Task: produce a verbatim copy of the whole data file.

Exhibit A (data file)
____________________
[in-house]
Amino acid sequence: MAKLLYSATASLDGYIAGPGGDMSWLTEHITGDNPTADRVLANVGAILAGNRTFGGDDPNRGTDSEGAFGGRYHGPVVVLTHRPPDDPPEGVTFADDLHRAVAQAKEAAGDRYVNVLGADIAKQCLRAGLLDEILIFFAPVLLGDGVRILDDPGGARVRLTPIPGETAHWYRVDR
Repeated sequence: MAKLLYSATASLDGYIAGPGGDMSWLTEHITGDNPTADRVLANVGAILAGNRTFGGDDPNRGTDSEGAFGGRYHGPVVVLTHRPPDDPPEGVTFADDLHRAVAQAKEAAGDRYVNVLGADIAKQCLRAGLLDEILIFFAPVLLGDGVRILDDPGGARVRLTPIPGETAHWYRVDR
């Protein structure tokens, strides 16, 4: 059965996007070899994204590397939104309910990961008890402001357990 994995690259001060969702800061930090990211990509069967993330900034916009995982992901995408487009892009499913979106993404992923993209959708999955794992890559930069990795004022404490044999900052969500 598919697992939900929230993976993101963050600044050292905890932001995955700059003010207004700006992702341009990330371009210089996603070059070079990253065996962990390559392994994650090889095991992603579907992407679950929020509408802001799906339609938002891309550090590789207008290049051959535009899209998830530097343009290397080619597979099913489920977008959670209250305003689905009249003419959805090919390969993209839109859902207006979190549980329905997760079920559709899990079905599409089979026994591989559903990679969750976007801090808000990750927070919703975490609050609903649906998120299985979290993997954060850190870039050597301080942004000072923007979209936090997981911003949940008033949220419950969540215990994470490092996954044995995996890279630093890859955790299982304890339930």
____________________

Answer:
[in-house]
Amino acid sequence: MAKLLYSATASLDGYIAGPGGDMSWLTEHITGDNPTADRVLANVGAILAGNRTFGGDDPNRGTDSEGAFGGRYHGPVVVLTHRPPDDPPEGVTFADDLHRAVAQAKEAAGDRYVNVLGADIAKQCLRAGLLDEILIFFAPVLLGDGVRILDDPGGARVRLTPIPGETAHWYRVDR
Repeated sequence: MAKLLYSATASLDGYIAGPGGDMSWLTEHITGDNPTADRVLANVGAILAGNRTFGGDDPNRGTDSEGAFGGRYHGPVVVLTHRPPDDPPEGVTFADDLHRAVAQAKEAAGDRYVNVLGADIAKQCLRAGLLDEILIFFAPVLLGDGVRILDDPGGARVRLTPIPGETAHWYRVDR
């Protein structure tokens, strides 16, 4: 059965996007070899994204590397939104309910990961008890402001357990 994995690259001060969702800061930090990211990509069967993330900034916009995982992901995408487009892009499913979106993404992923993209959708999955794992890559930069990795004022404490044999900052969500 598919697992939900929230993976993101963050600044050292905890932001995955700059003010207004700006992702341009990330371009210089996603070059070079990253065996962990390559392994994650090889095991992603579907992407679950929020509408802001799906339609938002891309550090590789207008290049051959535009899209998830530097343009290397080619597979099913489920977008959670209250305003689905009249003419959805090919390969993209839109859902207006979190549980329905997760079920559709899990079905599409089979026994591989559903990679969750976007801090808000990750927070919703975490609050609903649906998120299985979290993997954060850190870039050597301080942004000072923007979209936090997981911003949940008033949220419950969540215990994470490092996954044995995996890279630093890859955790299982304890339930």